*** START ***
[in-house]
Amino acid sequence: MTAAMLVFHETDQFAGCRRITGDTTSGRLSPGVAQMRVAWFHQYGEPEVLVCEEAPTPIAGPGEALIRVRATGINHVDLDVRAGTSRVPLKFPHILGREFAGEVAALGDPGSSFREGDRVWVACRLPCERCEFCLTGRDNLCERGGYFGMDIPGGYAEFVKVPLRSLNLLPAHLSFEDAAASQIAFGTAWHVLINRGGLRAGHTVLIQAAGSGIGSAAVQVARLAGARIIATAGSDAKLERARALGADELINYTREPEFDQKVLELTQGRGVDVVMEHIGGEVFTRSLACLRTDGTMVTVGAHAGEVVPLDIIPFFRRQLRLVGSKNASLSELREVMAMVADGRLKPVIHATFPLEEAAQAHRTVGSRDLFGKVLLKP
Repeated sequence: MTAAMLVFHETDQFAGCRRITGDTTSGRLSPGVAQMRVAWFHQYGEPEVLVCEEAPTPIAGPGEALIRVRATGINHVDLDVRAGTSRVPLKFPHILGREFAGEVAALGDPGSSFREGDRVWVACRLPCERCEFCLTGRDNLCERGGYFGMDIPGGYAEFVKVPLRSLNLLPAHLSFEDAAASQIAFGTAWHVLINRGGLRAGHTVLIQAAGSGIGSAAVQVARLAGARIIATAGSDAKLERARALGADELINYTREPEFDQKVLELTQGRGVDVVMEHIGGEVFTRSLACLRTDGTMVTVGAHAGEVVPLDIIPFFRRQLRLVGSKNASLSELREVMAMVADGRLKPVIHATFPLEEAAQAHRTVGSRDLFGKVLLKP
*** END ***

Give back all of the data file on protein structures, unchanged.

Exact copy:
[in-house]
Amino acid sequence: MTAAMLVFHETDQFAGCRRITGDTTSGRLSPGVAQMRVAWFHQYGEPEVLVCEEAPTPIAGPGEALIRVRATGINHVDLDVRAGTSRVPLKFPHILGREFAGEVAALGDPGSSFREGDRVWVACRLPCERCEFCLTGRDNLCERGGYFGMDIPGGYAEFVKVPLRSLNLLPAHLSFEDAAASQIAFGTAWHVLINRGGLRAGHTVLIQAAGSGIGSAAVQVARLAGARIIATAGSDAKLERARALGADELINYTREPEFDQKVLELTQGRGVDVVMEHIGGEVFTRSLACLRTDGTMVTVGAHAGEVVPLDIIPFFRRQLRLVGSKNASLSELREVMAMVADGRLKPVIHATFPLEEAAQAHRTVGSRDLFGKVLLKP
Repeated sequence: MTAAMLVFHETDQFAGCRRITGDTTSGRLSPGVAQMRVAWFHQYGEPEVLVCEEAPTPIAGPGEALIRVRATGINHVDLDVRAGTSRVPLKFPHILGREFAGEVAALGDPGSSFREGDRVWVACRLPCERCEFCLTGRDNLCERGGYFGMDIPGGYAEFVKVPLRSLNLLPAHLSFEDAAASQIAFGTAWHVLINRGGLRAGHTVLIQAAGSGIGSAAVQVARLAGARIIATAGSDAKLERARALGADELINYTREPEFDQKVLELTQGRGVDVVMEHIGGEVFTRSLACLRTDGTMVTVGAHAGEVVPLDIIPFFRRQLRLVGSKNASLSELREVMAMVADGRLKPVIHATFPLEEAAQAHRTVGSRDLFGKVLLKP